Covanta Energy (Fairfield, NJ) has teamed up with Project Kaisei, an NGO focused on reducing plastic waste in the ocean, to clean up ocean debris, specifically the Great Pacific Garbage Patch (Gyre) in a project brokered by the Clinton Global Initiative (CGI). Ultimately, they hope to eventually process non-recyclable plastic waste from the garbage patch into diesel fuel. Both organizations are members of CGI's Rethinking Waste subgroup, which works on creative solutions to waste management. The partnership was a natural fit, according to Paul Gilman, Chief Sustainability Officer of Covanta. "We're in the process of piloting technology that converts municipal solid waste, including non-recyclable plastics, into a diesel substitute. That part of what we do makes a complementary bookend to our focus on plastics in the ocean," he says. "As a company we've done a considerable amount of work on marine debris." Covanta is currently testing its plastic-to-diesel technology at a pilot facility in Massachusetts through the end of the year...Read More »
The US Bureau of Labor Statistics has decided on a final definition of green jobs that will be used in its data collection beginning Fiscal Year 2011, according to a just published Federal Register notice. Collecting data on green jobs "will be useful for evaluating policy initiatives and labor market impact of economic activity related to protecting the environment and conserving natural resources," BLS said. Green jobs in businesses will include providing electricity, heat or fuel generated from renewable sources such as wind, biomass solar, ocean, landfill gas and municipal solid waste; products and services that improve energy efficiency, including Smart Grid technologies; and greenhouse gas reductions through methods other than renewable energy generation and energy efficiency. BLS also identified, by industry sector, the percentage of establishments that potentially produce green jobs and services. The greatest numbers are in the construction and professional business sectors, with 1.6 million establishments, or 75% of the total. The natural resources sector has 88,700 establishments, or 4.1%. In general, the approach is to designate as green those goods and services that directly benefit the environment or preserve natural resources, the agency said...Read More »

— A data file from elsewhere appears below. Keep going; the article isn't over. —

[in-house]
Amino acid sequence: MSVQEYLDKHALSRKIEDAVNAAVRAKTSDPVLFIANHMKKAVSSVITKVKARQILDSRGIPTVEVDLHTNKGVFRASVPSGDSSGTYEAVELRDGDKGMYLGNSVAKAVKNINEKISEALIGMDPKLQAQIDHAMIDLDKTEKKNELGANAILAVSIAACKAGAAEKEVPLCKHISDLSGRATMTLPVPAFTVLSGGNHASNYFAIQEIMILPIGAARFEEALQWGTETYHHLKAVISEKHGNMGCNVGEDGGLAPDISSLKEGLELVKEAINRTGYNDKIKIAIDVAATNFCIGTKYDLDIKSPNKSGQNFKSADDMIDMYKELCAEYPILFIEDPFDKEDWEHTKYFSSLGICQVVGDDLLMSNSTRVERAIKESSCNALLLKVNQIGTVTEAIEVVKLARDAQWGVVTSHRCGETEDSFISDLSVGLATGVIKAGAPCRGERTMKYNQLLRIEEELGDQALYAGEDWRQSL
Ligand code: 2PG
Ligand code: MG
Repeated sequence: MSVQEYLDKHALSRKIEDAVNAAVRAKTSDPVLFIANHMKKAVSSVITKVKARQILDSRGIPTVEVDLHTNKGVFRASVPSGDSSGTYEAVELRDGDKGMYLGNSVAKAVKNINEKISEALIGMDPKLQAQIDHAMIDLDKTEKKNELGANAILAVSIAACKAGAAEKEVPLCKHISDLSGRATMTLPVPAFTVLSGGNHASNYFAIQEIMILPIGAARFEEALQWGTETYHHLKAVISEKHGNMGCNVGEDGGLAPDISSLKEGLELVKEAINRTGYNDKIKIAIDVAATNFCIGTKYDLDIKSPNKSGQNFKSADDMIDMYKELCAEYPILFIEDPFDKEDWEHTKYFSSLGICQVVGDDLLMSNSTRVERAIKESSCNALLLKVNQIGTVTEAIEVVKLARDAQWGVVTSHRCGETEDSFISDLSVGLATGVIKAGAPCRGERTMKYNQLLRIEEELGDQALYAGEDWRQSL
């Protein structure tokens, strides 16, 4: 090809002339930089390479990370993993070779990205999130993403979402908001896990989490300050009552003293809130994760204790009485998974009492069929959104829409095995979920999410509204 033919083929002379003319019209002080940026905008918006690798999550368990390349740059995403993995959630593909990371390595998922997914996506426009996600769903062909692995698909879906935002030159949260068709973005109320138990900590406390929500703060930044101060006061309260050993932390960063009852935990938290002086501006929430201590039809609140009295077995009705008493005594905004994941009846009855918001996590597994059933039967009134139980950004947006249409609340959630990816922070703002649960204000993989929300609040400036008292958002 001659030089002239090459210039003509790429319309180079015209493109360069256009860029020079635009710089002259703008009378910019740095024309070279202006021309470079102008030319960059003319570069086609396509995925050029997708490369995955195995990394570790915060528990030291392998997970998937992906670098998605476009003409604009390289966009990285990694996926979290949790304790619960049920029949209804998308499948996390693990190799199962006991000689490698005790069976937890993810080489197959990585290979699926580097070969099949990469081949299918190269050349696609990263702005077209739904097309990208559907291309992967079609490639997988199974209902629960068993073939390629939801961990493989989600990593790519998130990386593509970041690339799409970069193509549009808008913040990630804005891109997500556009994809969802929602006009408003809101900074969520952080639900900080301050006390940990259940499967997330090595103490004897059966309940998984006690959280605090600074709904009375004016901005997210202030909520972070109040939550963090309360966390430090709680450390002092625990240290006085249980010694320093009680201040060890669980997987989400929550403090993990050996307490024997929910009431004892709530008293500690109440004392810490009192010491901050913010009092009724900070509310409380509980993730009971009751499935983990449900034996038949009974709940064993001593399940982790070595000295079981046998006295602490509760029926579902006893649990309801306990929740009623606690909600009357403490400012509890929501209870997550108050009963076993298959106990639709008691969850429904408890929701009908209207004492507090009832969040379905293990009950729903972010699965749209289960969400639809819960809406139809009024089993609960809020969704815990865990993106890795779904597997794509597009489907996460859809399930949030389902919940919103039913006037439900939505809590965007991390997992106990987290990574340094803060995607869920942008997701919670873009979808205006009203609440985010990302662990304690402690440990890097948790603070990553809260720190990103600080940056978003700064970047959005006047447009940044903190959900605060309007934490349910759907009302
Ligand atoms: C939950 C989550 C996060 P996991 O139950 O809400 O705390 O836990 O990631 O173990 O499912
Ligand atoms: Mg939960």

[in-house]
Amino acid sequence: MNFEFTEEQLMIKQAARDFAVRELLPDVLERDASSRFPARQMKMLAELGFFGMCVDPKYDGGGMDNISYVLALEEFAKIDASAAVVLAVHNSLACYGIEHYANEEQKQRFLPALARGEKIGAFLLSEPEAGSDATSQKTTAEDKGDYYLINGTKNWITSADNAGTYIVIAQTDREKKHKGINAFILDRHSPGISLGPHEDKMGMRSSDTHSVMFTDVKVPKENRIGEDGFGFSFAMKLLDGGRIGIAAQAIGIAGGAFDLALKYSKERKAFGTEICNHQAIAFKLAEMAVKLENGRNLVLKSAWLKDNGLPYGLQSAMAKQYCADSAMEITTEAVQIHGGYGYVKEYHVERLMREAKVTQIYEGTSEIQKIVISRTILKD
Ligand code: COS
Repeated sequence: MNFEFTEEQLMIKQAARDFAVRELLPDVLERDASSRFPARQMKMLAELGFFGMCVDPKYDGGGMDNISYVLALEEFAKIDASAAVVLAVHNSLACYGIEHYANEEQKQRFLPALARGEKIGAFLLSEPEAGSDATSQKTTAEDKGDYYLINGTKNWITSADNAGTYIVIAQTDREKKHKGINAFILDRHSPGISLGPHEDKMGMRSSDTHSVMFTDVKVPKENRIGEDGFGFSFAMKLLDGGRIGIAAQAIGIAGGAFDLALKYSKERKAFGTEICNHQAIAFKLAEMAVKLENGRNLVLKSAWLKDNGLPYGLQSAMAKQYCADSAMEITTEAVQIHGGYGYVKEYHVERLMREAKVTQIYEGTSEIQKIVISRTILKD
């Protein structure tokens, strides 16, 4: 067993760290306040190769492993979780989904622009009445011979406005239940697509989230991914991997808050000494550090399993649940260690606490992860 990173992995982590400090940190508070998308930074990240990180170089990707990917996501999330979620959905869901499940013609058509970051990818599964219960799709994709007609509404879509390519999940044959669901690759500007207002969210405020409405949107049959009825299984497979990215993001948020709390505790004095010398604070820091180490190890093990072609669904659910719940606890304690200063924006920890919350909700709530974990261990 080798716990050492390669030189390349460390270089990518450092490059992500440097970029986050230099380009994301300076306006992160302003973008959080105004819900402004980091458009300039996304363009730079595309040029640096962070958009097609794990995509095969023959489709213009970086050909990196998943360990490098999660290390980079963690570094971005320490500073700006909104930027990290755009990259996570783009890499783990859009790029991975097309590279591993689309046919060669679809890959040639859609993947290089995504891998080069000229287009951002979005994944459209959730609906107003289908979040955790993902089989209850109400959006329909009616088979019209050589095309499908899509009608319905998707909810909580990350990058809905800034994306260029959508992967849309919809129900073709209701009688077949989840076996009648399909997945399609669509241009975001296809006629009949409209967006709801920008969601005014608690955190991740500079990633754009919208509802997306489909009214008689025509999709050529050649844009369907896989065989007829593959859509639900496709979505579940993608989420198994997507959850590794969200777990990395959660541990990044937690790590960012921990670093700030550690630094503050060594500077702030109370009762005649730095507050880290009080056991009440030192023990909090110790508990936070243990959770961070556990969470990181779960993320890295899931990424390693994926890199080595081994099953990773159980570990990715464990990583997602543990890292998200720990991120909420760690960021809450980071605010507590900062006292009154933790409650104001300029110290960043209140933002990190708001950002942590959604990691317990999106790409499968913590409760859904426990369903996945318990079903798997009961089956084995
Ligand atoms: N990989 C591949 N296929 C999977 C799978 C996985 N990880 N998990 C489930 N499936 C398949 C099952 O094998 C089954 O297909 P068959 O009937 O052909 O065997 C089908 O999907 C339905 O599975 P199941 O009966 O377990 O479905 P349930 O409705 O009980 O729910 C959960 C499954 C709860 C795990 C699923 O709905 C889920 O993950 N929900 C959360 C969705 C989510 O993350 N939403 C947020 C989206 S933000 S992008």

California's Department of Resources Recycling and Recovery known as CalRecycle is planning to impose a new annual regulatory fee on hundreds of landfills arguing that it is necessary to sustain agency programs in the wake of the recession's impact on their funding in recent years. Industry officials will likely oppose the plan especially given the timing of the fee in a tough economic environment. CalRecycle, which announced the "landfill closure, post-closure maintenance and financial assurance fee" at a Sept. 13 public meeting, says it is comparable to regulatory fees already in place for state water board and toxics department programs. It also coincides with the department's recently adopted "financial assurance" rules aimed at protecting the state from paying for landfill cleanups where operators default or go bankrupt. Some environmentalists, including Nick Lapis of the recycling advocacy and environmental group Californians Against Waste, see the fee helping the state reach its 75% waste diversion goal by imposing a "polluter-pays approach."...Read More »